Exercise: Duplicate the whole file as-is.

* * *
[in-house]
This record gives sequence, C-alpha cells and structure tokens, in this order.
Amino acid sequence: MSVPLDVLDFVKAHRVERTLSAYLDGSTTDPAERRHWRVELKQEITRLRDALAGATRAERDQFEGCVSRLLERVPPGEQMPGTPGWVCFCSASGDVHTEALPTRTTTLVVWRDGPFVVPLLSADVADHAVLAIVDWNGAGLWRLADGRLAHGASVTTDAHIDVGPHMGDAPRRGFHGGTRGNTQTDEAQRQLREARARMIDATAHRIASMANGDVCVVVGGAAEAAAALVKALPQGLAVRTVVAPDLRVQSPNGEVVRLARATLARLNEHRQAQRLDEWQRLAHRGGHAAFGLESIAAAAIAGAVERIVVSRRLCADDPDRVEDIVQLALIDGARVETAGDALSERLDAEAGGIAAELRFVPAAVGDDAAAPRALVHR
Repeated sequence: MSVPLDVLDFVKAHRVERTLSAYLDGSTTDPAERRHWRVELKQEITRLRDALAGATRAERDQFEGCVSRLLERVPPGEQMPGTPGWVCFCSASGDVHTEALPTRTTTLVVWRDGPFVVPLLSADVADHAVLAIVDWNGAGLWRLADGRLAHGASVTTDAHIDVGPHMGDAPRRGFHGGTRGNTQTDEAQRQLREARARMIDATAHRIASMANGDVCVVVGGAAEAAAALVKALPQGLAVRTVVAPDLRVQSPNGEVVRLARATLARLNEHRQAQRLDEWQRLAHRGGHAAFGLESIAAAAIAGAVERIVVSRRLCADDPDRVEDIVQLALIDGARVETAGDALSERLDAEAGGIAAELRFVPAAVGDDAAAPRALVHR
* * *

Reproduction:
[in-house]
This record gives sequence, C-alpha cells and structure tokens, in this order.
Amino acid sequence: MSVPLDVLDFVKAHRVERTLSAYLDGSTTDPAERRHWRVELKQEITRLRDALAGATRAERDQFEGCVSRLLERVPPGEQMPGTPGWVCFCSASGDVHTEALPTRTTTLVVWRDGPFVVPLLSADVADHAVLAIVDWNGAGLWRLADGRLAHGASVTTDAHIDVGPHMGDAPRRGFHGGTRGNTQTDEAQRQLREARARMIDATAHRIASMANGDVCVVVGGAAEAAAALVKALPQGLAVRTVVAPDLRVQSPNGEVVRLARATLARLNEHRQAQRLDEWQRLAHRGGHAAFGLESIAAAAIAGAVERIVVSRRLCADDPDRVEDIVQLALIDGARVETAGDALSERLDAEAGGIAAELRFVPAAVGDDAAAPRALVHR
Repeated sequence: MSVPLDVLDFVKAHRVERTLSAYLDGSTTDPAERRHWRVELKQEITRLRDALAGATRAERDQFEGCVSRLLERVPPGEQMPGTPGWVCFCSASGDVHTEALPTRTTTLVVWRDGPFVVPLLSADVADHAVLAIVDWNGAGLWRLADGRLAHGASVTTDAHIDVGPHMGDAPRRGFHGGTRGNTQTDEAQRQLREARARMIDATAHRIASMANGDVCVVVGGAAEAAAALVKALPQGLAVRTVVAPDLRVQSPNGEVVRLARATLARLNEHRQAQRLDEWQRLAHRGGHAAFGLESIAAAAIAGAVERIVVSRRLCADDPDRVEDIVQLALIDGARVETAGDALSERLDAEAGGIAAELRFVPAAVGDDAAAPRALVHR